According to one aspect of the invention, there is provided a method for copy protecting encrypted documents in a client-server system using an unsecured communication channel, the client-server system having at least one client and at least one server for storing encrypted documents, the method including the steps of:
receiving an encrypted document from the server by a client;
authenticating communications between the client and the server;
decrypting by the client the encrypted document using a decryption key when the step of authenticating is successful to derive a decrypted document;
preventing storage of the decrypted document on a storage device at any of the at least one client;
in response to a user request at the client to save the decrypted document, encrypting the decrypted document with a host specific key associated with the client to provide a re-encrypted document; and
saving the re-encrypted document in a storage device of the client.
According to another aspect of the invention, there is provided an apparatus for copy protecting encrypted documents in a client-server system using an unsecured communication channel, the client-server system having at least one client and at least one server for storing encrypted documents, the apparatus including:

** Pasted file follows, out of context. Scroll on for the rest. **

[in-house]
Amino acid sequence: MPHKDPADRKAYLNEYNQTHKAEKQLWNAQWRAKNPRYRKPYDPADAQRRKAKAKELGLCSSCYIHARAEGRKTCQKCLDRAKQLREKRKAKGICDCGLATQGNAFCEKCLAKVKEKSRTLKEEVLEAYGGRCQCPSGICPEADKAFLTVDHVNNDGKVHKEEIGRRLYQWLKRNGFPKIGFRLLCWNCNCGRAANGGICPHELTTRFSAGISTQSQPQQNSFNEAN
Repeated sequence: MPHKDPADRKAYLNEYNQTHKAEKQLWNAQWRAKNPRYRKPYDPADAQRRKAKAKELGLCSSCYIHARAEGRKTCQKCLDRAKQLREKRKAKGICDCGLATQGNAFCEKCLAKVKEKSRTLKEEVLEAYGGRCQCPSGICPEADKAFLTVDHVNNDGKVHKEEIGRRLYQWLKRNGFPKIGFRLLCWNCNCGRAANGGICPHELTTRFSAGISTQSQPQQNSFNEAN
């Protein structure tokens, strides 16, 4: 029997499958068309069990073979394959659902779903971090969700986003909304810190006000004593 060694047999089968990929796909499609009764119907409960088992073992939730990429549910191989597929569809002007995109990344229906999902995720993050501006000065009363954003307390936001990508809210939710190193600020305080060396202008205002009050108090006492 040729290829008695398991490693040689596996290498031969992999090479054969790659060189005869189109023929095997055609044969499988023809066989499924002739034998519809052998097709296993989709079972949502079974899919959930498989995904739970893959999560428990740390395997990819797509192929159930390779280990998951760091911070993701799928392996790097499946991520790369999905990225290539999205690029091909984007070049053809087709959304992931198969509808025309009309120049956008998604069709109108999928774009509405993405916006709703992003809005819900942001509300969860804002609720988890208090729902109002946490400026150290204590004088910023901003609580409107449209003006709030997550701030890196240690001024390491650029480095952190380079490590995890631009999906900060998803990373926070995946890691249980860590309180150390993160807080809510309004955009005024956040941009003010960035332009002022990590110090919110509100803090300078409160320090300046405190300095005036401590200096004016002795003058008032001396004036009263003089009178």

means for receiving an encrypted document from the server by a client;
means for authenticating communications between the client and the server;
means for decrypting by the client the encrypted document using a decryption key when the step of authenticating is successful to derive a decrypted document;
means for preventing storage of the decrypted document on a storage device at any of the at least one client;
means for encrypting the decrypted document with a host specific key associated with the client to provide a re-encrypted document; and
means for saving the re-encrypted document in a storage device of the client.
According to a further aspect of the invention, there is provided a computer program product having a computer usable medium having a computer readable program code means embodied therein for copy protecting encrypted documents in a client-server system using an unsecured communication channel, the client-server system having at least one client and at least one server for storing encrypted documents, the computer program product including:
a computer readable program code module for receiving an encrypted document from the server by a client;
a computer readable program code module for authenticating communications between the client and the server;
a computer readable program code module for decrypting by the client the encrypted document using a decryption key when the step of authenticating is successful to derive a decrypted document;